Imagine that, hypothetically, Fairy Peak’s accumulated xG total is 65.3 (that’s the sum of the xG for all the chances he created in the season). That would mean that, given the quality of the chances he created, you would expect him to score 65.3 goals.
If he actually has only 55 goals, then you might worry that he’s under-performing in front of goal.
But then imagine we look at the average chance quality of these shots and we find that the average of his chances is 0.1 xG. This might indicate that he’s taking more low percentage chances than he should.
Let’s assume that Kaydop has a total xG sum of 45.7 but he’s scored 58 goals. Of course, it’s good that he’s over-performing his numbers. But will that mean at some point he might regress and start scoring fewer goals as the numbers suggest he should?
What if his average shot quality is 0.6 xG? Does that mean he’s getting into good positions and scoring well as a result? Or does it suggest he needs to increase his shot volume and might score more as a result?
All these are potential ideas thrown up by the use of data in sport. This is just one way of assessing a player in football. There are countless other metrics that can have similar insights.
Where’s the Data?
Liverpool FC are unusual in the extent to which they use data.
Why might this be the case? Well, because it’s actually an expensive and time-consuming process to gather data.
How do you get from a game of football to an Excel spreadsheet? You gather the data. You have people watching games back on video, logging events and building a numerical picture of what happened. This is an incredibly laborious task.
One way to speed this process up might be to make the process automatic: using a computer process to analyse a video feed and generate a data picture of the game.
In football, one of the big developments is tracking data: tracking the players and the ball to be able to analyse positioning and patterns of play to work out if there are marginal gains to be found in the structural arrangement of players around the ball.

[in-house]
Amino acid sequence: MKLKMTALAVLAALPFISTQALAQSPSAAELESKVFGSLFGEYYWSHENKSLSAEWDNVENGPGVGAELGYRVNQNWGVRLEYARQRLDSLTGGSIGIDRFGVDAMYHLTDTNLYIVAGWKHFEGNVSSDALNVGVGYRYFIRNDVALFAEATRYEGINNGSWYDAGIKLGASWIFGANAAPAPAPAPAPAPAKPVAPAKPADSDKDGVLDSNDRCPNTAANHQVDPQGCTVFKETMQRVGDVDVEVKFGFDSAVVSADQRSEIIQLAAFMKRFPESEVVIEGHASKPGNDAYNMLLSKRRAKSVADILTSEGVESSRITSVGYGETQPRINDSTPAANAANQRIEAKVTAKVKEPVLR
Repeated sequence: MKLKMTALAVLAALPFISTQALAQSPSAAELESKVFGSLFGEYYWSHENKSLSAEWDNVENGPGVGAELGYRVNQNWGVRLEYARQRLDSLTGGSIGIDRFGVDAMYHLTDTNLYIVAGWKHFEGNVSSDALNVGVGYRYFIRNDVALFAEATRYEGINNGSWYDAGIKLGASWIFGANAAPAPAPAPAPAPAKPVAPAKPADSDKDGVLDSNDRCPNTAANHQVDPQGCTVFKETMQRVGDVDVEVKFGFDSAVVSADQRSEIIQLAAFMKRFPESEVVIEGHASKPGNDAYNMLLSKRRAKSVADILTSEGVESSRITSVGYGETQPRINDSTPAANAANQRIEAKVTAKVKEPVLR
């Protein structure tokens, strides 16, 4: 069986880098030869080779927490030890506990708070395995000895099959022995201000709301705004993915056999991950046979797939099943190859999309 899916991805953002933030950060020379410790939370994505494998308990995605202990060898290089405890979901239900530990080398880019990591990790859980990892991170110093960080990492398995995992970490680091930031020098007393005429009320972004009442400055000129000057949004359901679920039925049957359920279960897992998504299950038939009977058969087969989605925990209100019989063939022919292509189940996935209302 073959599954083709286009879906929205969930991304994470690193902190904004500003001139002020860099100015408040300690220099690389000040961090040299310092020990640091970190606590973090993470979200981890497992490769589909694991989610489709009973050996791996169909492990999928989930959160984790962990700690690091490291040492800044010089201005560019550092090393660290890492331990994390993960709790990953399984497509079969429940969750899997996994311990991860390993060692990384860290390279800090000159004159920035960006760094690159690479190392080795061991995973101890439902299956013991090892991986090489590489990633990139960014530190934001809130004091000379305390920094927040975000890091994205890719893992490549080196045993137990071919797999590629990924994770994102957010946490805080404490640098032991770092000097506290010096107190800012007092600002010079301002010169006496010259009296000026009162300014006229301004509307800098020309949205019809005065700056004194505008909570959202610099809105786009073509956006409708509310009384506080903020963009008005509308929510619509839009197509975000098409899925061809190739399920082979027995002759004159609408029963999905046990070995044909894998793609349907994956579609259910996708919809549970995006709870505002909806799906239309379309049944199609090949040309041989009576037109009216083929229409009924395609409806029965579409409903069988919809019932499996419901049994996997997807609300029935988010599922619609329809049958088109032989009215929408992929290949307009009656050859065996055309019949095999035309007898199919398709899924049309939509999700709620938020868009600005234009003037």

It’s in this sense that a lot of esports are at a material advantage to their less electronic brothers and sisters. For this reason: a computer game generates data immediately.
When you finish a Rocket League game, you can download a replay of the whole game with every single action in the game rendered in numbers. That is to say, in simply playing Rocket League, you are generating data which can then be analysed after the game.
When you take a shot in-game, the location of the ball, the shooter, the defending players and their speeds are all known. If you wanted to, you could scrape this data after the game and use it to build a picture of what was happening.
Over the course of the season, you could generate a whole database of information which could then be farmed for insight into how a player was performing through that time-frame.
Maybe we would find that Scrub Killa was arriving at aerials at a slightly slower speed than the average. That might encourage him to work on his approach in aerial play.
Maybe we would find that GarrettG was hitting aerials slightly lower than the average. That might get him working on arriving at the ball quicker in the air.
In all cases, you would be using the data produced by the game to improve your own gameplay and find out more about the meta of the game.
Have We Missed the Ball?
When it comes to Rocket League, then, it feels as though we are behind the curve when it comes to data analysis.
Yes, there are sites like Ballchasing.com which are starting to use data in creative ways. But the sport is already lagging behind other sports in this regard – a fact made event more damning by the ease with which data is available for Rocket League players.
As the sport continues to professionalise, the use of data analysis techniques will only become more and more important. Once a plateau is reached through traditional coaching approaches, it is inevitable that data-driven approaches will increase the marginal gains and carry the sport to the next level.
Let’s start a conversation about data in Rocket League analysis. This way, we will ensure that the game continues on its upward trajectory.